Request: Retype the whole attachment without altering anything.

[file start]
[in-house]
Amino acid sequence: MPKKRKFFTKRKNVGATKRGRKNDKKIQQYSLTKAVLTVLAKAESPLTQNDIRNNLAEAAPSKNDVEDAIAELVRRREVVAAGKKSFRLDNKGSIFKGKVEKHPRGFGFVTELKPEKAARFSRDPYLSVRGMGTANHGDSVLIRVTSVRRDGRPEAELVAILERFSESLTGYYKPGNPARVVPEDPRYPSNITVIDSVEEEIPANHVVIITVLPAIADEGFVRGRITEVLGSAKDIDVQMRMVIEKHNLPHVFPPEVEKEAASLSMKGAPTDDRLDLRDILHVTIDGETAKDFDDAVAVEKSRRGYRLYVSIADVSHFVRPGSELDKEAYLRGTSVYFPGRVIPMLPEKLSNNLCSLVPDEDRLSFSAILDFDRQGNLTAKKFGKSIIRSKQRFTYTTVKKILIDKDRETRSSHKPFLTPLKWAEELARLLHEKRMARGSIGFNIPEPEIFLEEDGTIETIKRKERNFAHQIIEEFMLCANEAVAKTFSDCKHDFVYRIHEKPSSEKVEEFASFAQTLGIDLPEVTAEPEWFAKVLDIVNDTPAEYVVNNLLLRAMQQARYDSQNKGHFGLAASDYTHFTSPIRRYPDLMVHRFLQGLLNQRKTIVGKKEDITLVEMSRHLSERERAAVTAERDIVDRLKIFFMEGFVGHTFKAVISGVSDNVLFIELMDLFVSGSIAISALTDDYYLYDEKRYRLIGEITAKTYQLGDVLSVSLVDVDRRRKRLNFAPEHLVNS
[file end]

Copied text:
[in-house]
Amino acid sequence: MPKKRKFFTKRKNVGATKRGRKNDKKIQQYSLTKAVLTVLAKAESPLTQNDIRNNLAEAAPSKNDVEDAIAELVRRREVVAAGKKSFRLDNKGSIFKGKVEKHPRGFGFVTELKPEKAARFSRDPYLSVRGMGTANHGDSVLIRVTSVRRDGRPEAELVAILERFSESLTGYYKPGNPARVVPEDPRYPSNITVIDSVEEEIPANHVVIITVLPAIADEGFVRGRITEVLGSAKDIDVQMRMVIEKHNLPHVFPPEVEKEAASLSMKGAPTDDRLDLRDILHVTIDGETAKDFDDAVAVEKSRRGYRLYVSIADVSHFVRPGSELDKEAYLRGTSVYFPGRVIPMLPEKLSNNLCSLVPDEDRLSFSAILDFDRQGNLTAKKFGKSIIRSKQRFTYTTVKKILIDKDRETRSSHKPFLTPLKWAEELARLLHEKRMARGSIGFNIPEPEIFLEEDGTIETIKRKERNFAHQIIEEFMLCANEAVAKTFSDCKHDFVYRIHEKPSSEKVEEFASFAQTLGIDLPEVTAEPEWFAKVLDIVNDTPAEYVVNNLLLRAMQQARYDSQNKGHFGLAASDYTHFTSPIRRYPDLMVHRFLQGLLNQRKTIVGKKEDITLVEMSRHLSERERAAVTAERDIVDRLKIFFMEGFVGHTFKAVISGVSDNVLFIELMDLFVSGSIAISALTDDYYLYDEKRYRLIGEITAKTYQLGDVLSVSLVDVDRRRKRLNFAPEHLVNS